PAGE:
Wednesday, 22 October 2014

Film Review – The Cairngorms in Winter – Chris Townsend; Terry Abraham

I downloaded this film form the distributors – Steep Edge ( ) when it 1st came out in 2013 but only watched it last night as I didn’t want to watch it on a computer screen but on a big Telly and couldn’t figure out until now how to transfer it to the telly. Last night I cracked the problem using an iPad and an HDMI adaptor and boy was the wait worthwhile! From the outset the Grandeur of the Cairngorms is wonderfully captured in Terry Abraham’s fantastic cinematography combined ith an excellent soundtrack.

I first came across Chris Townsend’s writing nearly 30 years ago when I read ‘The Great Backpacking Adventure’ (which I really ought to read again soon). Chris has since become something of a guru on Scottish Mountains (see his Cicerone Guide to Scottish Mountains) but despite his obvious familiarity with the Cairngorms his delight in the area comes across clearly in this film. As he says himself in the narrative no matter where in the world he has been he can always come back the these hills and feel they are not diminished in any way.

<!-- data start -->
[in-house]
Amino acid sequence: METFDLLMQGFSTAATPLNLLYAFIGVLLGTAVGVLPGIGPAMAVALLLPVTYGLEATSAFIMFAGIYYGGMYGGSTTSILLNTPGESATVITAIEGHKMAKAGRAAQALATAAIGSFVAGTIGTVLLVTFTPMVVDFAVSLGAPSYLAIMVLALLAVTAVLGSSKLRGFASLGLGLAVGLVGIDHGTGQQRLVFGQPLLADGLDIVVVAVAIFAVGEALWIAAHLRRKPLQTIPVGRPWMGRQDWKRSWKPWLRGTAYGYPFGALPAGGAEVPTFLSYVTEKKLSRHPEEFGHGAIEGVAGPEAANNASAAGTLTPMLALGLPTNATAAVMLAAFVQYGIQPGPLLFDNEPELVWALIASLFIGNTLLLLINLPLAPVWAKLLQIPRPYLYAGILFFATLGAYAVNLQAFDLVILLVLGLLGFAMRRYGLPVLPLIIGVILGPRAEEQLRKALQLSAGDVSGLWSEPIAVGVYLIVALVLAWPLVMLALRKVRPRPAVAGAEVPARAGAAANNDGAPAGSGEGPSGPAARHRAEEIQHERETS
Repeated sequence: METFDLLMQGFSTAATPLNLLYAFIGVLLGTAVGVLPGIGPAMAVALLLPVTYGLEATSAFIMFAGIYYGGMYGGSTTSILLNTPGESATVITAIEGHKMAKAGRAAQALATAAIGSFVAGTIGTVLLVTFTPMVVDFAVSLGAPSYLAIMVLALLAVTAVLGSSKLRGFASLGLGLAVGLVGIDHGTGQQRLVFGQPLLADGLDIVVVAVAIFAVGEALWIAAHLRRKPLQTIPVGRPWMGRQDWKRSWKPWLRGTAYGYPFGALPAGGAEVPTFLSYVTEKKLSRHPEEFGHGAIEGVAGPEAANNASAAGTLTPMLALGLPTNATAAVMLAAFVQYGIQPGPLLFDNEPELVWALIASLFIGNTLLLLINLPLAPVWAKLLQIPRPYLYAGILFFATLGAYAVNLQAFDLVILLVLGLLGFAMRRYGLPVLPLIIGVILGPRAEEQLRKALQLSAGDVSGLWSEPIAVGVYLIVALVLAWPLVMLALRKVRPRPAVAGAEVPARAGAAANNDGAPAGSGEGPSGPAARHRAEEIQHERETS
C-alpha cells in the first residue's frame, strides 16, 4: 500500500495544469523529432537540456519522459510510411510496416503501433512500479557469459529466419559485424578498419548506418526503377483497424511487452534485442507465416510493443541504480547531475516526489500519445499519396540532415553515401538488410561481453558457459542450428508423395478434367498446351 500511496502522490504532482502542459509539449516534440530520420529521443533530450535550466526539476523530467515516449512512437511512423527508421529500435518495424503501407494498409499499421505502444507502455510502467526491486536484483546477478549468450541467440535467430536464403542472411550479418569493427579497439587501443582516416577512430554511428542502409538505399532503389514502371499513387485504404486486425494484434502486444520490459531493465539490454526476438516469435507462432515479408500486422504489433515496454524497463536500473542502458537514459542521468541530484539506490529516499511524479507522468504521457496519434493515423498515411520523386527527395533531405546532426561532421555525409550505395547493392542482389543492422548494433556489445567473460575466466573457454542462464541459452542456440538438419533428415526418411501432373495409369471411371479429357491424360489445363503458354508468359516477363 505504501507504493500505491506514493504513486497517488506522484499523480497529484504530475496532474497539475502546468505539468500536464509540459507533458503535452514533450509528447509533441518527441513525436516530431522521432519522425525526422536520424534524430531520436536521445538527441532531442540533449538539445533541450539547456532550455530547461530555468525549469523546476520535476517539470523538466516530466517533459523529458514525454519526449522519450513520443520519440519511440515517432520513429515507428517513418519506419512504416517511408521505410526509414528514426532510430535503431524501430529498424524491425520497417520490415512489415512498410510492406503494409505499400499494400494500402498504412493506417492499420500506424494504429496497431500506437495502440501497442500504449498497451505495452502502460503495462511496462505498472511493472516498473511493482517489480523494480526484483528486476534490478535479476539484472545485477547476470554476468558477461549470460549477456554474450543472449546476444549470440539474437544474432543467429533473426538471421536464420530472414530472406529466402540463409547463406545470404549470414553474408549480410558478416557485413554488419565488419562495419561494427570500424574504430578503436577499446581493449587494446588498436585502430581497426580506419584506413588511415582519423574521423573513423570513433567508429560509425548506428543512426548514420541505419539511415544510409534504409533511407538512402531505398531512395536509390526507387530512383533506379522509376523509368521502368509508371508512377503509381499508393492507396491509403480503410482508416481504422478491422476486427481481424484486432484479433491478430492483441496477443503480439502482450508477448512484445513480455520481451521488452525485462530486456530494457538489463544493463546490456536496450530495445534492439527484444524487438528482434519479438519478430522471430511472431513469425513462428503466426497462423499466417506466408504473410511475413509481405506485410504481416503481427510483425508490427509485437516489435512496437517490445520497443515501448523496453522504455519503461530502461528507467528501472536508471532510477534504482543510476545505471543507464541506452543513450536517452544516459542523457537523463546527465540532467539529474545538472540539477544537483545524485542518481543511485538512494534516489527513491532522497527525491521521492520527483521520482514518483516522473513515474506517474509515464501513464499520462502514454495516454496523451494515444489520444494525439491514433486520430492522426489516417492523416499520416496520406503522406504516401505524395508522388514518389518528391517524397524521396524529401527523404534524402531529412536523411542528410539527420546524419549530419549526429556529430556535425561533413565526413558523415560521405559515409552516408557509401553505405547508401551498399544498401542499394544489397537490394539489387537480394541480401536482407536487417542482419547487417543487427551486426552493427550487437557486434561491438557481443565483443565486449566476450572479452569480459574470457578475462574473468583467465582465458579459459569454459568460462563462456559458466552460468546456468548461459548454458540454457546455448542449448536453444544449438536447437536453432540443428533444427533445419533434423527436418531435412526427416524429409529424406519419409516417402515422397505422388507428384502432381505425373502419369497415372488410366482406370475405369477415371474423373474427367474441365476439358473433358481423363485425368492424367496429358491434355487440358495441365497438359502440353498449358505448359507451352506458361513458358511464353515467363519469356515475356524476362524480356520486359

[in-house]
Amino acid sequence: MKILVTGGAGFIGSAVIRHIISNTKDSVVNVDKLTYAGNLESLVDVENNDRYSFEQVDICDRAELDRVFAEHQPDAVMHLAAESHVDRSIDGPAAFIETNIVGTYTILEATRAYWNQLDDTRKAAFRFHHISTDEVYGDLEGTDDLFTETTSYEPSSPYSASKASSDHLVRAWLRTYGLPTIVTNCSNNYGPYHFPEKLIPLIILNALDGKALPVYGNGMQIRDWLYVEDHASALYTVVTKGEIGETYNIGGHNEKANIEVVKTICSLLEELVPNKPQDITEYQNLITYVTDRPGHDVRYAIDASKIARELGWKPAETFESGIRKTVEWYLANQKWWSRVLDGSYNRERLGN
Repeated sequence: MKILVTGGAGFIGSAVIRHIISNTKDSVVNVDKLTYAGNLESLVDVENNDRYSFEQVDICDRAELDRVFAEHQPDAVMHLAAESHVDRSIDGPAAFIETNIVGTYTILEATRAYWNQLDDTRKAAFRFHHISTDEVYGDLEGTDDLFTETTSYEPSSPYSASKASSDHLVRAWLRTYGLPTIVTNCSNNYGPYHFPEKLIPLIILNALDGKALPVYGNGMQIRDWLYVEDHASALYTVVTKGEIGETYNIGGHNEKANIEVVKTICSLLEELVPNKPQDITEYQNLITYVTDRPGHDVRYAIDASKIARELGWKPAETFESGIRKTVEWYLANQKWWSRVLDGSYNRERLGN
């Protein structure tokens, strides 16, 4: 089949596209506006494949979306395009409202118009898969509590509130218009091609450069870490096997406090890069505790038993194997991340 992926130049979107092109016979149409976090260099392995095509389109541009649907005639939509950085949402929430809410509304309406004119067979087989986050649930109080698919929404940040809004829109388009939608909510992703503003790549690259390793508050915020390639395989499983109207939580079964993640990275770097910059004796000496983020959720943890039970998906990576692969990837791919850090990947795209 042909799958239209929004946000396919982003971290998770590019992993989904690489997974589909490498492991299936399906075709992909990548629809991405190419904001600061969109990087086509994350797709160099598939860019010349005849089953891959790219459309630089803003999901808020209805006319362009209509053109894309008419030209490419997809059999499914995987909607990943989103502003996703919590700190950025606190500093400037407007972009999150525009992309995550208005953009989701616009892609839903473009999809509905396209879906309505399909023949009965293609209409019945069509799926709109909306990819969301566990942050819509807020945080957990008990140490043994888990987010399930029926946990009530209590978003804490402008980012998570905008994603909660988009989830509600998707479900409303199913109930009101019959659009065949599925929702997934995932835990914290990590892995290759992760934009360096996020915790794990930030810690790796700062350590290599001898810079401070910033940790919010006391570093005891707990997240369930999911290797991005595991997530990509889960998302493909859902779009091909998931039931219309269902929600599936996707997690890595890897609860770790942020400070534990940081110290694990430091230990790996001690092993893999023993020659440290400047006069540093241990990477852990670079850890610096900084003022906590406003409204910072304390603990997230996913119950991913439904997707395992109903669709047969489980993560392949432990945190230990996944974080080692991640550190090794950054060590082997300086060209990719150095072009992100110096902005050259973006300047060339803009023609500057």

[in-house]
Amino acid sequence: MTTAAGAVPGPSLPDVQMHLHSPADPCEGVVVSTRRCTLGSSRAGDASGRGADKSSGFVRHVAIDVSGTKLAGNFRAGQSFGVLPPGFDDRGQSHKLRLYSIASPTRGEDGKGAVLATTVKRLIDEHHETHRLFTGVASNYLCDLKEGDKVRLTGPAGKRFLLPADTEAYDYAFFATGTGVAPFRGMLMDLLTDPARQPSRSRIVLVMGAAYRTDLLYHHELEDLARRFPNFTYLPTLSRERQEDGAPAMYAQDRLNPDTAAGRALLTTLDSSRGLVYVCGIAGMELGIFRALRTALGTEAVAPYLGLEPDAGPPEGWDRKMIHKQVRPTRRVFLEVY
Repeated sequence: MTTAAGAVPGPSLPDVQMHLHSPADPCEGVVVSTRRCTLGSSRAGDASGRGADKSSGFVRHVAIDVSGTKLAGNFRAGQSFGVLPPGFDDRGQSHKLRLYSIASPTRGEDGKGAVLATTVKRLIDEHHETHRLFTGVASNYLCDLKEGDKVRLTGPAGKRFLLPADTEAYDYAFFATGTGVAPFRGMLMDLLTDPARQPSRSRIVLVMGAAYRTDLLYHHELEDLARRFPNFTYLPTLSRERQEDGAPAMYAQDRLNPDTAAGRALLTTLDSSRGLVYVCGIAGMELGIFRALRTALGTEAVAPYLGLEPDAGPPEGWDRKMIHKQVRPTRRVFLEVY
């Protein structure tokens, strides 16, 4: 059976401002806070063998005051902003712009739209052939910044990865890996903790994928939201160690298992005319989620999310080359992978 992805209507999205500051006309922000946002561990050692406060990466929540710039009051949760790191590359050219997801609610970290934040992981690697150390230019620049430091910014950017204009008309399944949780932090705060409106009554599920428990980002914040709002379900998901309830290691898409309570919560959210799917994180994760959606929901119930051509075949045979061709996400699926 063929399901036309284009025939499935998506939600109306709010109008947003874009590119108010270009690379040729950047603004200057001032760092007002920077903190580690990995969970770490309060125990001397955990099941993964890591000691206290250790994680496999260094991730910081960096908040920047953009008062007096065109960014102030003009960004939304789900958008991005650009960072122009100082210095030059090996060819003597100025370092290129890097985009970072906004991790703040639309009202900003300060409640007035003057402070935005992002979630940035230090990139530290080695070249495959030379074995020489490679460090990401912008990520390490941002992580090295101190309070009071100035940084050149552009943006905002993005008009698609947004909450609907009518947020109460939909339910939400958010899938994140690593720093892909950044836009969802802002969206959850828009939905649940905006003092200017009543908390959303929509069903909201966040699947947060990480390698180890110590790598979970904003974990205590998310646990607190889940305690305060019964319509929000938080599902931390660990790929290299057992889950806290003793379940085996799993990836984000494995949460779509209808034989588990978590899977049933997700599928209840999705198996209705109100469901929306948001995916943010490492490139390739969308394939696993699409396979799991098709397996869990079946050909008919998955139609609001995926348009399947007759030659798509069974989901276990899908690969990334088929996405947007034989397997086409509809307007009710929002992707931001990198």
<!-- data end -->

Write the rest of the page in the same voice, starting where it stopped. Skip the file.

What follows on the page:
The film starts with Chris introducing himself and his topic at the ‘Squirrel’ Café – my name for it not the official one by the Glenmore campsite. As an aside they do a mighty fine apple strudel if your ever in the vicinity though Chris limits himself to a hot chocolate. Chris then takes us on several days out in the hills is to a camp in Glen Feshie and then into the Lairig Ghru – from which he turns back due to weather. Most of the action takes place around the Cairngorm / Ben Macdui Massif but as Chris points out in the film the Cairngorms are so much bigger (there wouldn’t be time in a 96 minute film to cover the whole area) he points out Lochnagar and the Glenshee hills from his lofty vantage point on a snow covered Ben Macdui.

The film is not a travelogue or a detailed guide to the Cairngorms but is much more personal than that. Chris provides some guidance on visiting the hills in winter – there is a short piece on equipment to take – but more importantly he puts across his love of these hills and of wild places and the need to protect them. This need for wild places is I think the key message of the film.

The Film is 96 minutes long and for me is a remarkable piece of work that I thoroughly enjoyed. This could have been several hours longer and I would not have tired of watching. I believe it is now available as a DVD from Amazon and I would certainly recommend getting a copy